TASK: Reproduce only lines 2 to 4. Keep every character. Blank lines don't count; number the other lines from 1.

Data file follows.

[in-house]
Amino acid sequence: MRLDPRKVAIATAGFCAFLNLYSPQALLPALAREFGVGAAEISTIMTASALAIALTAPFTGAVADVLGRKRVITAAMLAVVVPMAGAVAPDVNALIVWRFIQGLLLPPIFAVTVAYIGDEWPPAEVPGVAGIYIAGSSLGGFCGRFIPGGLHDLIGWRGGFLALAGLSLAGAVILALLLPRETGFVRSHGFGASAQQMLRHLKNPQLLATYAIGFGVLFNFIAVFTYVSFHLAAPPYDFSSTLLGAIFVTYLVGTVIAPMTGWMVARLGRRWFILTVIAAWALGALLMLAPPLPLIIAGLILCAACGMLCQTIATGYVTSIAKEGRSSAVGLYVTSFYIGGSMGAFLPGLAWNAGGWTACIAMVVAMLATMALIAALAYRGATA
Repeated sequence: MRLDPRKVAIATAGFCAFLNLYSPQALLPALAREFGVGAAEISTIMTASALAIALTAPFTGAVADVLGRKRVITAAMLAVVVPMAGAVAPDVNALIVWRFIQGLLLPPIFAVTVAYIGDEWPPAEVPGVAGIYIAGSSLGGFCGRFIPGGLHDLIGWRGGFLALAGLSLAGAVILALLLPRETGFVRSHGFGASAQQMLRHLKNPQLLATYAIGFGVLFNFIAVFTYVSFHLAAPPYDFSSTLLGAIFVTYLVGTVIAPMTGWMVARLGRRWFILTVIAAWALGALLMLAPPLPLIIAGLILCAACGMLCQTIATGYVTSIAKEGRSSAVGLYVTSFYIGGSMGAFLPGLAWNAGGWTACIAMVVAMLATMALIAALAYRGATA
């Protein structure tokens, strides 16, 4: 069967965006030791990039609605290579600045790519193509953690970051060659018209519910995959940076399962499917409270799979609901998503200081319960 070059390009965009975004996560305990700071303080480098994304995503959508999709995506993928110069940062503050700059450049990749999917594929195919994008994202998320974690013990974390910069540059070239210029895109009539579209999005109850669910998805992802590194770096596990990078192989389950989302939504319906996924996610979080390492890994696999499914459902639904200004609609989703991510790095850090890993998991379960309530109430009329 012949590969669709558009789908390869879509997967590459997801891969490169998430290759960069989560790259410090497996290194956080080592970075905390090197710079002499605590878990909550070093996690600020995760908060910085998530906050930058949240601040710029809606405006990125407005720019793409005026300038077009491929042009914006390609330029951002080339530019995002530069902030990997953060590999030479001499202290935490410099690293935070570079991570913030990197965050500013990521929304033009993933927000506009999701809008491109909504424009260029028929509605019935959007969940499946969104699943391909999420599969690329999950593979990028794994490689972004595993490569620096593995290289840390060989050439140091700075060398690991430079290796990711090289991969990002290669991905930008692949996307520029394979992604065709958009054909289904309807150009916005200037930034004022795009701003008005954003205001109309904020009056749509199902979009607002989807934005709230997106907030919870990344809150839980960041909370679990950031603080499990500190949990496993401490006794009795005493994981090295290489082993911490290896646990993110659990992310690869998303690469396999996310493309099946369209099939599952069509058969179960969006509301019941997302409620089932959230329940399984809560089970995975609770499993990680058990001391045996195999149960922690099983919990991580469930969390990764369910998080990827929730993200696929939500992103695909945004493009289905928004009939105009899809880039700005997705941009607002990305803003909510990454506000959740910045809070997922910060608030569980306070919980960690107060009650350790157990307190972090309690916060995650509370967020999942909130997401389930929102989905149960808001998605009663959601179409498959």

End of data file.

Amino acid sequence: MRLDPRKVAIATAGFCAFLNLYSPQALLPALAREFGVGAAEISTIMTASALAIALTAPFTGAVADVLGRKRVITAAMLAVVVPMAGAVAPDVNALIVWRFIQGLLLPPIFAVTVAYIGDEWPPAEVPGVAGIYIAGSSLGGFCGRFIPGGLHDLIGWRGGFLALAGLSLAGAVILALLLPRETGFVRSHGFGASAQQMLRHLKNPQLLATYAIGFGVLFNFIAVFTYVSFHLAAPPYDFSSTLLGAIFVTYLVGTVIAPMTGWMVARLGRRWFILTVIAAWALGALLMLAPPLPLIIAGLILCAACGMLCQTIATGYVTSIAKEGRSSAVGLYVTSFYIGGSMGAFLPGLAWNAGGWTACIAMVVAMLATMALIAALAYRGATA
Repeated sequence: MRLDPRKVAIATAGFCAFLNLYSPQALLPALAREFGVGAAEISTIMTASALAIALTAPFTGAVADVLGRKRVITAAMLAVVVPMAGAVAPDVNALIVWRFIQGLLLPPIFAVTVAYIGDEWPPAEVPGVAGIYIAGSSLGGFCGRFIPGGLHDLIGWRGGFLALAGLSLAGAVILALLLPRETGFVRSHGFGASAQQMLRHLKNPQLLATYAIGFGVLFNFIAVFTYVSFHLAAPPYDFSSTLLGAIFVTYLVGTVIAPMTGWMVARLGRRWFILTVIAAWALGALLMLAPPLPLIIAGLILCAACGMLCQTIATGYVTSIAKEGRSSAVGLYVTSFYIGGSMGAFLPGLAWNAGGWTACIAMVVAMLATMALIAALAYRGATA
């Protein structure tokens, strides 16, 4: 069967965006030791990039609605290579600045790519193509953690970051060659018209519910995959940076399962499917409270799979609901998503200081319960 070059390009965009975004996560305990700071303080480098994304995503959508999709995506993928110069940062503050700059450049990749999917594929195919994008994202998320974690013990974390910069540059070239210029895109009539579209999005109850669910998805992802590194770096596990990078192989389950989302939504319906996924996610979080390492890994696999499914459902639904200004609609989703991510790095850090890993998991379960309530109430009329 012949590969669709558009789908390869879509997967590459997801891969490169998430290759960069989560790259410090497996290194956080080592970075905390090197710079002499605590878990909550070093996690600020995760908060910085998530906050930058949240601040710029809606405006990125407005720019793409005026300038077009491929042009914006390609330029951002080339530019995002530069902030990997953060590999030479001499202290935490410099690293935070570079991570913030990197965050500013990521929304033009993933927000506009999701809008491109909504424009260029028929509605019935959007969940499946969104699943391909999420599969690329999950593979990028794994490689972004595993490569620096593995290289840390060989050439140091700075060398690991430079290796990711090289991969990002290669991905930008692949996307520029394979992604065709958009054909289904309807150009916005200037930034004022795009701003008005954003205001109309904020009056749509199902979009607002989807934005709230997106907030919870990344809150839980960041909370679990950031603080499990500190949990496993401490006794009795005493994981090295290489082993911490290896646990993110659990992310690869998303690469396999996310493309099946369209099939599952069509058969179960969006509301019941997302409620089932959230329940399984809560089970995975609770499993990680058990001391045996195999149960922690099983919990991580469930969390990764369910998080990827929730993200696929939500992103695909945004493009289905928004009939105009899809880039700005997705941009607002990305803003909510990454506000959740910045809070997922910060608030569980306070919980960690107060009650350790157990307190972090309690916060995650509370967020999942909130997401389930929102989905149960808001998605009663959601179409498959």